CPA celebrates 75 years

Marcus Larsen reports from Australia

THE Communist Party of Australia was formed on October 30 1920. In the 71 years up to its liquidation, it led the most militant and conscious sections of the working class in Australia.

It suffered three periods of illegality, survived a referendum calling for it to be banned in the height of the Cold War, built many militant trade unions, trained tens of thousands of activists and won many great victories for the class.

It was at times a fighting Party. It also suffered the long cancer of unquestioning loyalty to the Soviet bureaucracy for much of its existence, abandoned a working class position, pioneered Eurocommunism, maintained a bureaucratic internal regime and helped establish the class collaborationist Accord (social contract) which has been the cornerstone of 12 years of Labor government.

This anniversary gives communists the opportunity to examine the history of the Party, warts and all, in our task of reforging a genuine communist party in this country.

This past month has seen a number of events to either celebrate or commemorate the formation. This small flurry of activity in most Australian capital cities has largely been organised by the 1971 pro-Soviet split from the CPA - the Socialist Party of Australia (SPA). The other organisation involved in what is more like a wake is the Search Foundation, the trust fund set up by the liquidationist leadership of the CPA to manage the Party’s sizeable assets.

This anniversary is being celebrated in a period of complete liquidation of the Communist Party.

A dinner of about 500 people in Sydney brought out many old Party members, unionists, some left Labor identities and many a voyeur. The dinner and its speakers were a glimpse of the Party in its dying days: the ‘anti-Stalinist’ liquidationist leadership firmly in control; the disorganised ‘opposition’ faintly trying to hold the Party together.

The whole process was overseen by Brian Aarons, last Party secretary and one of the main architects of its demise and its transformation into the New Left Party (a rump of a ‘party’ which thankfully led a short life and died a silent, embarrassed death in 1993).

On the surface the speakers seemed to be very representative; a balance of men and women, older and younger. All spoke of the terrible errors of Stalinism, a long shopping list of the Party’s involvement in social movements in the 1960s, 70s and 80s and its proud (and thankfully long gone) tradition during the Depression.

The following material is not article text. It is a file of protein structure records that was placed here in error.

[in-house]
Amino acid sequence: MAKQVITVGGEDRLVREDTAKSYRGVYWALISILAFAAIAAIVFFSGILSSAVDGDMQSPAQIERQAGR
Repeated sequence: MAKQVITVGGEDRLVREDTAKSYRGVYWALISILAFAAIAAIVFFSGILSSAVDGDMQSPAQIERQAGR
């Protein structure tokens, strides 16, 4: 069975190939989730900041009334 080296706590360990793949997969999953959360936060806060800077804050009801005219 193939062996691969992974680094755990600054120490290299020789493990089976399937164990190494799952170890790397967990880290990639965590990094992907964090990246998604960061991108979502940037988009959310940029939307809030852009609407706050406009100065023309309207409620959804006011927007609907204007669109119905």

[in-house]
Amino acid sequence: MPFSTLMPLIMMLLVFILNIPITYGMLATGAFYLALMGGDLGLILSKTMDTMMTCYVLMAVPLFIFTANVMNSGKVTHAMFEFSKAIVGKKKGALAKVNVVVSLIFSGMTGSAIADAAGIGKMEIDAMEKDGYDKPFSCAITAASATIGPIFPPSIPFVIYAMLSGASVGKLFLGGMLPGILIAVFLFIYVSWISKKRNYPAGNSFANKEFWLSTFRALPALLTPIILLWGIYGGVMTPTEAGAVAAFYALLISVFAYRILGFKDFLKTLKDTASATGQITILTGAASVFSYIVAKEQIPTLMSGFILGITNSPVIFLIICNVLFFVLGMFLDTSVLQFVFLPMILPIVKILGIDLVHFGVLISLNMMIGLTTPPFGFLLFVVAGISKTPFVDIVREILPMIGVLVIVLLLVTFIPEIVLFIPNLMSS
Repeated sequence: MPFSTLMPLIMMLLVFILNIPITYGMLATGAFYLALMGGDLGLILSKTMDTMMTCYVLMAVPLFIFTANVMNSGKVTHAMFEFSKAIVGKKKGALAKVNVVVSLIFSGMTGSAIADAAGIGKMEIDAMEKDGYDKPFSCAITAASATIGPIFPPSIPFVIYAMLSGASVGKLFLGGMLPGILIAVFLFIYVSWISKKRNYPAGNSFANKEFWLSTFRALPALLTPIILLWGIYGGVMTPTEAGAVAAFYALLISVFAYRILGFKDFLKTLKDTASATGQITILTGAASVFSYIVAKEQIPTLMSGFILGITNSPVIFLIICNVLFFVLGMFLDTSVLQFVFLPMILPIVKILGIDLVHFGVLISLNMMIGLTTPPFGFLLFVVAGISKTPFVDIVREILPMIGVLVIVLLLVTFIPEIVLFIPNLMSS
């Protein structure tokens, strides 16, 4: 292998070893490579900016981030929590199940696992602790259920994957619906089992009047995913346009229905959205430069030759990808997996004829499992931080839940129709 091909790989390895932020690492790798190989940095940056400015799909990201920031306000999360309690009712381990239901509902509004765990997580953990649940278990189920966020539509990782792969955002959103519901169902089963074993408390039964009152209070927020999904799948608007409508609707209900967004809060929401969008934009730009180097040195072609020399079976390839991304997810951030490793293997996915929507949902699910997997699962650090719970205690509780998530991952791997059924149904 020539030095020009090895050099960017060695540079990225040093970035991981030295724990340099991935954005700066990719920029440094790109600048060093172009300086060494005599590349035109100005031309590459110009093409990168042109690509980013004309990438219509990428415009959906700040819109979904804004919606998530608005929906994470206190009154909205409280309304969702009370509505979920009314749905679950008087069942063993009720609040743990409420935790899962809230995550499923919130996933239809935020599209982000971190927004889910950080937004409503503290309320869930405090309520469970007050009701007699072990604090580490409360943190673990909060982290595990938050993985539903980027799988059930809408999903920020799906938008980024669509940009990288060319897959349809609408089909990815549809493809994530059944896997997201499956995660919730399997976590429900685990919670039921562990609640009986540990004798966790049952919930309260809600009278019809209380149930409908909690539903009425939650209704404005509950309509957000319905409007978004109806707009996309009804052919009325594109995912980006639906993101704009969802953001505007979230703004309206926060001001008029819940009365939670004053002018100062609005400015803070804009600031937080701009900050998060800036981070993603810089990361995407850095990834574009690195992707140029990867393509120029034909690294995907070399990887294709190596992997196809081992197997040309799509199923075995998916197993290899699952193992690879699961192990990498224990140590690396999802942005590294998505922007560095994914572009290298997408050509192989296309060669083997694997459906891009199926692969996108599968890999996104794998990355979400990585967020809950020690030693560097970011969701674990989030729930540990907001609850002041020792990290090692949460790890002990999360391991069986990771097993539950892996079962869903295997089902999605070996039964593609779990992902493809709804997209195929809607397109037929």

But it was a carefully constructed list of speakers who all supported the Party’s liquidation: the usual ‘Stalinist’ methods all in the name of ‘anti-Stalinism’ and pluralism. And in the background, the ‘left’ of the CPA - those 40% who opposed the liquidation - from them came some noise - not orchestrated, not organised, but still a noise - “we was robbed,” a common theme.

The SPA, whose idea the dinner was in the first place, was there too, but it wasn’t given a jersey. The dinner was over with no mention of revolution, the working class or communism - the Party safely buried for those who dug the hole.

The SPA, still managing to hold a pro-Soviet fragment together, was in a much more celebratory mood. It held a Party history exhibition which displayed a much more revolutionary and fighting Party, not the Eurocommunist rump it became. Still, the SPA looks at the Party’s history with rose coloured glasses, its weekly paper calling for a return to the good ol’ days of the 1940s and 50s - the height of pro-Soviet monolithism in the CPA. The ageing SPA has used this opportunity to repeat its lowest common denominator unity mongering.

Despite all the liquidationist drivel and the media dragging out old communists to declare their crimes in public, the occasion of the 75 years since the formation of the only revolutionary party the working class has ever had has led to a mood in some left and union circles that something must come out of this. Most of this is an attempt by the Search Foundation to rehash its failed New Left party.

For genuine communists this occasion is one to be proud of. The CPA was involved in leading most of the victories of the working class over the decades; it was also involved in some of its defeats.

It gives us the opportunity to examine the history of our Party with a view to understanding its long drawn out liquidation, its weaknesses, its strengths and clean off the anti-communist muck that its last leaders left it with.

There is no public discussion on building a genuine communist party. It is this task which genuine communists must take up in this period. Indeed, it is the central issue for communists in Australia. What is necessary to reforge a fighting party of the class, a party for revolution and for communism? What is it that we must do in order to reforge a communist party?

It is this question that the 75th anniversary of the formation of the CPA puts firmly before us. It is up to us to grasp it with both hands.